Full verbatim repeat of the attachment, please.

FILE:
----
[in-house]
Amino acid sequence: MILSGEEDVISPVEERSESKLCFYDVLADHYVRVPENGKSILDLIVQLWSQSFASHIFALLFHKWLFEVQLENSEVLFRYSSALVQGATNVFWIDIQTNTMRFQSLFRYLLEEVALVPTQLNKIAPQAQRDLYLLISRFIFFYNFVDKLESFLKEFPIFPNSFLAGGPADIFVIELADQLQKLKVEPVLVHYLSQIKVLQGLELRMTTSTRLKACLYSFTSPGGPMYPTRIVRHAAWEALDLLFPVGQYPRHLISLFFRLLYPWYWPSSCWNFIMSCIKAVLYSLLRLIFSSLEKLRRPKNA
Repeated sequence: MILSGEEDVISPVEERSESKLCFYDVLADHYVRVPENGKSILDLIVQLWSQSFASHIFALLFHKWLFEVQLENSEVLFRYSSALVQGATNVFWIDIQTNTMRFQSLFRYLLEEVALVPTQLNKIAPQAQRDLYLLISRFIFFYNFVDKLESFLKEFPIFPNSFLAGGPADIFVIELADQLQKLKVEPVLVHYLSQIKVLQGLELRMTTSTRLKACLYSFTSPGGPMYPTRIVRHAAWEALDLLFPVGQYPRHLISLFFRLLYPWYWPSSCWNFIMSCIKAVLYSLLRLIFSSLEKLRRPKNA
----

[in-house]
Amino acid sequence: MILSGEEDVISPVEERSESKLCFYDVLADHYVRVPENGKSILDLIVQLWSQSFASHIFALLFHKWLFEVQLENSEVLFRYSSALVQGATNVFWIDIQTNTMRFQSLFRYLLEEVALVPTQLNKIAPQAQRDLYLLISRFIFFYNFVDKLESFLKEFPIFPNSFLAGGPADIFVIELADQLQKLKVEPVLVHYLSQIKVLQGLELRMTTSTRLKACLYSFTSPGGPMYPTRIVRHAAWEALDLLFPVGQYPRHLISLFFRLLYPWYWPSSCWNFIMSCIKAVLYSLLRLIFSSLEKLRRPKNA
Repeated sequence: MILSGEEDVISPVEERSESKLCFYDVLADHYVRVPENGKSILDLIVQLWSQSFASHIFALLFHKWLFEVQLENSEVLFRYSSALVQGATNVFWIDIQTNTMRFQSLFRYLLEEVALVPTQLNKIAPQAQRDLYLLISRFIFFYNFVDKLESFLKEFPIFPNSFLAGGPADIFVIELADQLQKLKVEPVLVHYLSQIKVLQGLELRMTTSTRLKACLYSFTSPGGPMYPTRIVRHAAWEALDLLFPVGQYPRHLISLFFRLLYPWYWPSSCWNFIMSCIKAVLYSLLRLIFSSLEKLRRPKNA